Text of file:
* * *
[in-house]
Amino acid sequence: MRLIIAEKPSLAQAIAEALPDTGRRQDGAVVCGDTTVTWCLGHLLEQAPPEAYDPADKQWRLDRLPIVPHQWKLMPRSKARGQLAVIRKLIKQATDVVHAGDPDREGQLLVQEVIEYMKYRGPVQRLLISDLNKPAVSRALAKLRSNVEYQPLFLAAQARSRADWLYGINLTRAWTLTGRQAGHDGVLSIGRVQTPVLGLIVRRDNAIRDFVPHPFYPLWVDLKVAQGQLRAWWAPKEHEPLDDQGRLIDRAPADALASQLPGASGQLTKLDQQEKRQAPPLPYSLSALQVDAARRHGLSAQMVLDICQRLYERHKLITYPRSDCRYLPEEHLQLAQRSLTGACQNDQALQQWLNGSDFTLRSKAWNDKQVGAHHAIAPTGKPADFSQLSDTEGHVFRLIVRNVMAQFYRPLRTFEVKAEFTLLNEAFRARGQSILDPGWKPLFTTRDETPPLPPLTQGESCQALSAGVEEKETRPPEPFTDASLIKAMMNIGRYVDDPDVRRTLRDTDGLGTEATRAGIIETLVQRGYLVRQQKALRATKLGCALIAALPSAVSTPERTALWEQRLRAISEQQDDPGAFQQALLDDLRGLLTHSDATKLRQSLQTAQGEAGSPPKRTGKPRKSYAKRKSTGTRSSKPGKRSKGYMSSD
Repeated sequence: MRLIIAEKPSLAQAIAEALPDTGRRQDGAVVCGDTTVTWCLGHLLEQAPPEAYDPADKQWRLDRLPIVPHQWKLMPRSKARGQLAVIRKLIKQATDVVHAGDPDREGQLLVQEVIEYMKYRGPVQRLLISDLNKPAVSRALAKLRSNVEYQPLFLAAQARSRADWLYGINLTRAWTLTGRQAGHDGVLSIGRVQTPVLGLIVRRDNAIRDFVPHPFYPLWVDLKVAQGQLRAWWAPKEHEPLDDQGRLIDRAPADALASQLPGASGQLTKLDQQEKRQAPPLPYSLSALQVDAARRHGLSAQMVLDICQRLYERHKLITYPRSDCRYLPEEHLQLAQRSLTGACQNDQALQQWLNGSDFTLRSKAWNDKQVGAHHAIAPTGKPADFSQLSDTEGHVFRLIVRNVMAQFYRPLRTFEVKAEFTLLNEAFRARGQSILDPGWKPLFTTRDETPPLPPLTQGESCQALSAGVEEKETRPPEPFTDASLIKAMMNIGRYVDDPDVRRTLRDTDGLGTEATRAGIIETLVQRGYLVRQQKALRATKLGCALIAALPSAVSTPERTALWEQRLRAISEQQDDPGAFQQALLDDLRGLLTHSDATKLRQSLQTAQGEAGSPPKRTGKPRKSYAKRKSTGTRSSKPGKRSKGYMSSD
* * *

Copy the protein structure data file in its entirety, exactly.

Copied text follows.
[in-house]
Amino acid sequence: MRLIIAEKPSLAQAIAEALPDTGRRQDGAVVCGDTTVTWCLGHLLEQAPPEAYDPADKQWRLDRLPIVPHQWKLMPRSKARGQLAVIRKLIKQATDVVHAGDPDREGQLLVQEVIEYMKYRGPVQRLLISDLNKPAVSRALAKLRSNVEYQPLFLAAQARSRADWLYGINLTRAWTLTGRQAGHDGVLSIGRVQTPVLGLIVRRDNAIRDFVPHPFYPLWVDLKVAQGQLRAWWAPKEHEPLDDQGRLIDRAPADALASQLPGASGQLTKLDQQEKRQAPPLPYSLSALQVDAARRHGLSAQMVLDICQRLYERHKLITYPRSDCRYLPEEHLQLAQRSLTGACQNDQALQQWLNGSDFTLRSKAWNDKQVGAHHAIAPTGKPADFSQLSDTEGHVFRLIVRNVMAQFYRPLRTFEVKAEFTLLNEAFRARGQSILDPGWKPLFTTRDETPPLPPLTQGESCQALSAGVEEKETRPPEPFTDASLIKAMMNIGRYVDDPDVRRTLRDTDGLGTEATRAGIIETLVQRGYLVRQQKALRATKLGCALIAALPSAVSTPERTALWEQRLRAISEQQDDPGAFQQALLDDLRGLLTHSDATKLRQSLQTAQGEAGSPPKRTGKPRKSYAKRKSTGTRSSKPGKRSKGYMSSD
Repeated sequence: MRLIIAEKPSLAQAIAEALPDTGRRQDGAVVCGDTTVTWCLGHLLEQAPPEAYDPADKQWRLDRLPIVPHQWKLMPRSKARGQLAVIRKLIKQATDVVHAGDPDREGQLLVQEVIEYMKYRGPVQRLLISDLNKPAVSRALAKLRSNVEYQPLFLAAQARSRADWLYGINLTRAWTLTGRQAGHDGVLSIGRVQTPVLGLIVRRDNAIRDFVPHPFYPLWVDLKVAQGQLRAWWAPKEHEPLDDQGRLIDRAPADALASQLPGASGQLTKLDQQEKRQAPPLPYSLSALQVDAARRHGLSAQMVLDICQRLYERHKLITYPRSDCRYLPEEHLQLAQRSLTGACQNDQALQQWLNGSDFTLRSKAWNDKQVGAHHAIAPTGKPADFSQLSDTEGHVFRLIVRNVMAQFYRPLRTFEVKAEFTLLNEAFRARGQSILDPGWKPLFTTRDETPPLPPLTQGESCQALSAGVEEKETRPPEPFTDASLIKAMMNIGRYVDDPDVRRTLRDTDGLGTEATRAGIIETLVQRGYLVRQQKALRATKLGCALIAALPSAVSTPERTALWEQRLRAISEQQDDPGAFQQALLDDLRGLLTHSDATKLRQSLQTAQGEAGSPPKRTGKPRKSYAKRKSTGTRSSKPGKRSKGYMSSD